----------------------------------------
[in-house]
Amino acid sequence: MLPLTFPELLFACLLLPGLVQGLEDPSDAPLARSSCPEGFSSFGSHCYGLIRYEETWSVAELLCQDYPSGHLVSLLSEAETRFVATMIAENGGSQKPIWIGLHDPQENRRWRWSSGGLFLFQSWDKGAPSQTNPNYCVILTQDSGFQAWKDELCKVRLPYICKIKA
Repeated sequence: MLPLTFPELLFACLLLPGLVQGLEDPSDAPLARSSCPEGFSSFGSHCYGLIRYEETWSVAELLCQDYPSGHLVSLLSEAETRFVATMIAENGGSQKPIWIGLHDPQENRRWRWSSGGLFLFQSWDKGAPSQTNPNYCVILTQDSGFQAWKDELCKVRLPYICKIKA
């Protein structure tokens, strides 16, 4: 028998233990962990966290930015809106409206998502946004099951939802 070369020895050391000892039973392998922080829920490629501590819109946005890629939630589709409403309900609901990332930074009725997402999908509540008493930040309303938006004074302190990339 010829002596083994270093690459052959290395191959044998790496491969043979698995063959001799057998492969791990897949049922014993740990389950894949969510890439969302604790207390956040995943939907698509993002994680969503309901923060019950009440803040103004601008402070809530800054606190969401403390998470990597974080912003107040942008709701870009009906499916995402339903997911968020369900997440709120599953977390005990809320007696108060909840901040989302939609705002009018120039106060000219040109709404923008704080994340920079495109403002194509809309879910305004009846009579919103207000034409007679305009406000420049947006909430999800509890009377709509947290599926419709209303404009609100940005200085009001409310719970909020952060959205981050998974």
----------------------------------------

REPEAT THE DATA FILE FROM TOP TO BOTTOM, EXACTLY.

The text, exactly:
[in-house]
Amino acid sequence: MLPLTFPELLFACLLLPGLVQGLEDPSDAPLARSSCPEGFSSFGSHCYGLIRYEETWSVAELLCQDYPSGHLVSLLSEAETRFVATMIAENGGSQKPIWIGLHDPQENRRWRWSSGGLFLFQSWDKGAPSQTNPNYCVILTQDSGFQAWKDELCKVRLPYICKIKA
Repeated sequence: MLPLTFPELLFACLLLPGLVQGLEDPSDAPLARSSCPEGFSSFGSHCYGLIRYEETWSVAELLCQDYPSGHLVSLLSEAETRFVATMIAENGGSQKPIWIGLHDPQENRRWRWSSGGLFLFQSWDKGAPSQTNPNYCVILTQDSGFQAWKDELCKVRLPYICKIKA
């Protein structure tokens, strides 16, 4: 028998233990962990966290930015809106409206998502946004099951939802 070369020895050391000892039973392998922080829920490629501590819109946005890629939630589709409403309900609901990332930074009725997402999908509540008493930040309303938006004074302190990339 010829002596083994270093690459052959290395191959044998790496491969043979698995063959001799057998492969791990897949049922014993740990389950894949969510890439969302604790207390956040995943939907698509993002994680969503309901923060019950009440803040103004601008402070809530800054606190969401403390998470990597974080912003107040942008709701870009009906499916995402339903997911968020369900997440709120599953977390005990809320007696108060909840901040989302939609705002009018120039106060000219040109709404923008704080994340920079495109403002194509809309879910305004009846009579919103207000034409007679305009406000420049947006909430999800509890009377709509947290599926419709209303404009609100940005200085009001409310719970909020952060959205981050998974």